DigitalOcean FTW

In the past, DigitalOcean had a big security issue, and I told people that I don’t recommend using them. They responded to the issue pretty well, but I felt that the issue they had should not have happened in the first place.

Some time has passed since then without any major issues, and they hired an all-star systems administrator. Recently I was working on a project using AWS, and in my search for information, I came across some useful tutorial pages on their site. Because of this, when the time came to switch hosts for my personal site, I started using DigitalOcean and have had a great experience. I can heartily recommend them now.

Of course, they may still have major security issues, but I expect that they’ll have better than average security going forward.

jschain: converting strings to and from binary (#14)

Encoding to binary:

'hello'.replace(/./g, function(c) {
function pad(n) { return (n > 0) ? ('0' + pad(n - 1)) : ''; }
var s = c.charCodeAt(0).toString(2);
return pad(8 - s.length) + s;
});

Decoding binary to a string:

'011101110110111101110111'.replace(/.{8}/g, function(s) {
return String.fromCharCode(parseInt(s, 2));
});

jschain: meanjs (#11)

I like building up a project from small parts but sometimes it’s good to try using a full framework to see what parts I’m missing. Today I tried starting a mean.js app with yeoman. It comes with a lot preconfigured, including five different authentication options, and since I chose it, an articles model. I removed four of the five authentication modules and changed the name of Article to Bin. In the process I found where things are stored in mean.js. It seems to do a good job of following the rails mantra of Convention Over Configuration.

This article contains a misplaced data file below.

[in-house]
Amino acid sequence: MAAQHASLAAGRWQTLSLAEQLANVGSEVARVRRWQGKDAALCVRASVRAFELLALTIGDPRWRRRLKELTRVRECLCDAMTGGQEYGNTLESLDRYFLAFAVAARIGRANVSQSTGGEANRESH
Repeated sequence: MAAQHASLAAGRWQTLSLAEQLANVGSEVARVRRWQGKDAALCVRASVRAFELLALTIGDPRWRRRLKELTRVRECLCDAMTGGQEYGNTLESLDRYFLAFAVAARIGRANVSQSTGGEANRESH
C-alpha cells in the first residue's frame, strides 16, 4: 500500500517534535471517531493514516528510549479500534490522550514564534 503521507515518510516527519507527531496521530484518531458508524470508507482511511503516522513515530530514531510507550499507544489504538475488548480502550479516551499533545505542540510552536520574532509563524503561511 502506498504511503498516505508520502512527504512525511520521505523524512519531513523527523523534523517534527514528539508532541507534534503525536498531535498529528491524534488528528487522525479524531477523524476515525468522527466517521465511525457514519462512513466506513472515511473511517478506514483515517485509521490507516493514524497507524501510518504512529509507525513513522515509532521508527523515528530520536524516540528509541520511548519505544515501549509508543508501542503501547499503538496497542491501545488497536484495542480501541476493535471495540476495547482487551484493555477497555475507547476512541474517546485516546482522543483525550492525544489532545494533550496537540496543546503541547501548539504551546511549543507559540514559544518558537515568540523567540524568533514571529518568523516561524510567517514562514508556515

• The Code (unfinished, and most of it isn’t mine, the commits show what I did)

I want to return to this experiment and get it working the rest of the way and deployed on Heroku. The basic idea is a minimalistic jsfiddle.

jschain: map with d3 (#10)

I used d3 to make a map. It was good practice. I had forgotten how d3?s chaining API works. When a function mutates an element, it returns the same element back. When a function appends something to an element, it returns the new element back.

I also tried using patterns in svg. I still have to learn some more to understand them and to get the results I want, and I also need to brush up on biezer curves.

Update: I adjusted the vertical offset of the pattern to remove gaps between states.

doge-usa

 

jschain: grunt, unindented (#8)

A lot of node programmers like to code on the left margin. This is made possible by JavaScript’s dynamic nature. Prototypes can be built up and exports.

In Grunt the examples and virtually all code are wrapped up in one big function. Gulp doesn’t require this, and I’m under the impression many prefer this. However Grunt has a huge standard library.

I like code that doesn’t leave the left margin for long because it’s easier for me to see chunks of code. It also allows me to interleave code, which sometimes makes a lot of sense.

Using OOP, Grunt can be made to have this style. I took the Gruntfile for jquery and made it stay to the left margin while working the same way.

I won’t be sending a pull request, but I may do this on one of my own projects.